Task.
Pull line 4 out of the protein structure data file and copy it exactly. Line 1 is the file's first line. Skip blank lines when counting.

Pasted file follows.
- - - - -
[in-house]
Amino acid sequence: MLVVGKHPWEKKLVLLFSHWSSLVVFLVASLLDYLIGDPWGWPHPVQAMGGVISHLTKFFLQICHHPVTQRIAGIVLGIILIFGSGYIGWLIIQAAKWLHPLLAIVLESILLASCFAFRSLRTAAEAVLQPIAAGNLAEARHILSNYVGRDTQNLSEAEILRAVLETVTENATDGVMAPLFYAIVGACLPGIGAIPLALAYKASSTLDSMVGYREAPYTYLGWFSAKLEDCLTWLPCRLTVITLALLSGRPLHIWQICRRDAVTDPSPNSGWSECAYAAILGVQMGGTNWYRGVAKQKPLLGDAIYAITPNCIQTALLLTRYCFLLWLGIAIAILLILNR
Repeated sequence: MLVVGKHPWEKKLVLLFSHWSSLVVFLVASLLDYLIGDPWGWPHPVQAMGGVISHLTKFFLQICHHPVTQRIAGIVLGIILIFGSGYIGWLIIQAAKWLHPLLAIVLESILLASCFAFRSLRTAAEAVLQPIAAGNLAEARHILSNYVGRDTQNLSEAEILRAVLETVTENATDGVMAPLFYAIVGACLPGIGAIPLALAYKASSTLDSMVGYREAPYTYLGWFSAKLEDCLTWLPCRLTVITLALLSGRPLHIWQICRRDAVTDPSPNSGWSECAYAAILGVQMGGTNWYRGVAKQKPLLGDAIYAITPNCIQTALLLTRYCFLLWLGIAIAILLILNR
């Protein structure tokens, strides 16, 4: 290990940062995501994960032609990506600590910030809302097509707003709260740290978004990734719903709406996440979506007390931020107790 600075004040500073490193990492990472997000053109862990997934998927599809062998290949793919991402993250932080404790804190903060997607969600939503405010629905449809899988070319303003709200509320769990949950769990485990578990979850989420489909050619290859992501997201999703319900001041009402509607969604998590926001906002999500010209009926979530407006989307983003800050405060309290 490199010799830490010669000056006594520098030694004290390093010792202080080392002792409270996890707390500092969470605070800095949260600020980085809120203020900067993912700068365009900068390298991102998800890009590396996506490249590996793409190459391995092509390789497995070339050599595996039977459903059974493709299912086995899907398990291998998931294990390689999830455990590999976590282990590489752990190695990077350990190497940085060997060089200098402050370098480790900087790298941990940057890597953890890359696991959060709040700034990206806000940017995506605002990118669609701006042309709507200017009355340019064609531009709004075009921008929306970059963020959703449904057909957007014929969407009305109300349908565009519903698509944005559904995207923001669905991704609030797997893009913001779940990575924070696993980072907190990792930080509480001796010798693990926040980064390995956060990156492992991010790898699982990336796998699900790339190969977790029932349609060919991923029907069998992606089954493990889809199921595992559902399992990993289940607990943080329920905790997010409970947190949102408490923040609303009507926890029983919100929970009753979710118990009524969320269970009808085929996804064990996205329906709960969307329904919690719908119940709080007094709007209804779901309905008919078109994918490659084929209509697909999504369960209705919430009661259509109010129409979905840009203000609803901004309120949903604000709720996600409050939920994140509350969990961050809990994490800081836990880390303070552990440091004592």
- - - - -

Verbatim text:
């Protein structure tokens, strides 16, 4: 290990940062995501994960032609990506600590910030809302097509707003709260740290978004990734719903709406996440979506007390931020107790 600075004040500073490193990492990472997000053109862990997934998927599809062998290949793919991402993250932080404790804190903060997607969600939503405010629905449809899988070319303003709200509320769990949950769990485990578990979850989420489909050619290859992501997201999703319900001041009402509607969604998590926001906002999500010209009926979530407006989307983003800050405060309290 490199010799830490010669000056006594520098030694004290390093010792202080080392002792409270996890707390500092969470605070800095949260600020980085809120203020900067993912700068365009900068390298991102998800890009590396996506490249590996793409190459391995092509390789497995070339050599595996039977459903059974493709299912086995899907398990291998998931294990390689999830455990590999976590282990590489752990190695990077350990190497940085060997060089200098402050370098480790900087790298941990940057890597953890890359696991959060709040700034990206806000940017995506605002990118669609701006042309709507200017009355340019064609531009709004075009921008929306970059963020959703449904057909957007014929969407009305109300349908565009519903698509944005559904995207923001669905991704609030797997893009913001779940990575924070696993980072907190990792930080509480001796010798693990926040980064390995956060990156492992991010790898699982990336796998699900790339190969977790029932349609060919991923029907069998992606089954493990889809199921595992559902399992990993289940607990943080329920905790997010409970947190949102408490923040609303009507926890029983919100929970009753979710118990009524969320269970009808085929996804064990996205329906709960969307329904919690719908119940709080007094709007209804779901309905008919078109994918490659084929209509697909999504369960209705919430009661259509109010129409979905840009203000609803901004309120949903604000709720996600409050939920994140509350969990961050809990994490800081836990880390303070552990440091004592």